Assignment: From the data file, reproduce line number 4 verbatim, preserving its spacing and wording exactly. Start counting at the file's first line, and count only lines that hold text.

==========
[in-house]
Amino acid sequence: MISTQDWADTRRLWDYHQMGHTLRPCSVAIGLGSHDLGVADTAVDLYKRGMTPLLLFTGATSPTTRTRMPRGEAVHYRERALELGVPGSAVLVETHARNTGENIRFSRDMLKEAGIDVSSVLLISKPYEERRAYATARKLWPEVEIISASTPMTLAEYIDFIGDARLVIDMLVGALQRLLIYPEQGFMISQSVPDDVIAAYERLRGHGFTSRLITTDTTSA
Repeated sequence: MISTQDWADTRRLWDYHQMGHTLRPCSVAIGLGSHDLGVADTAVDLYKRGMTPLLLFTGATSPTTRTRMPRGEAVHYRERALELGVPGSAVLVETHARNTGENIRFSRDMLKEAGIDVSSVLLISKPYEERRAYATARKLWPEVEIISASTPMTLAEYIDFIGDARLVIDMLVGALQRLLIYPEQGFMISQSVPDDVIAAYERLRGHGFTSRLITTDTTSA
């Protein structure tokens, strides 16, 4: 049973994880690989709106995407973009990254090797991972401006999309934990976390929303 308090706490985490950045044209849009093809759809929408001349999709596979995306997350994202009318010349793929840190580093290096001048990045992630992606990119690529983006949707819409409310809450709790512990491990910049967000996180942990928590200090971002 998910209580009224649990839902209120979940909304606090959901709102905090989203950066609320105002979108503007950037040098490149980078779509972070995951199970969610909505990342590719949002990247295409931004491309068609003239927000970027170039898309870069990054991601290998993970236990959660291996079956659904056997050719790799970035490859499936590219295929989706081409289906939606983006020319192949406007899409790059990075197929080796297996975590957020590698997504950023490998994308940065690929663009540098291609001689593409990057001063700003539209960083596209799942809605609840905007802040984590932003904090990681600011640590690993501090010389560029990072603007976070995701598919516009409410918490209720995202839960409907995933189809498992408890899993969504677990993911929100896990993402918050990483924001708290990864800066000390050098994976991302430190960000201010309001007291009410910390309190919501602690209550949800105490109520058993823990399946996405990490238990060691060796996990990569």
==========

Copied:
């Protein structure tokens, strides 16, 4: 049973994880690989709106995407973009990254090797991972401006999309934990976390929303 308090706490985490950045044209849009093809759809929408001349999709596979995306997350994202009318010349793929840190580093290096001048990045992630992606990119690529983006949707819409409310809450709790512990491990910049967000996180942990928590200090971002 998910209580009224649990839902209120979940909304606090959901709102905090989203950066609320105002979108503007950037040098490149980078779509972070995951199970969610909505990342590719949002990247295409931004491309068609003239927000970027170039898309870069990054991601290998993970236990959660291996079956659904056997050719790799970035490859499936590219295929989706081409289906939606983006020319192949406007899409790059990075197929080796297996975590957020590698997504950023490998994308940065690929663009540098291609001689593409990057001063700003539209960083596209799942809605609840905007802040984590932003904090990681600011640590690993501090010389560029990072603007976070995701598919516009409410918490209720995202839960409907995933189809498992408890899993969504677990993911929100896990993402918050990483924001708290990864800066000390050098994976991302430190960000201010309001007291009410910390309190919501602690209550949800105490109520058993823990399946996405990490238990060691060796996990990569």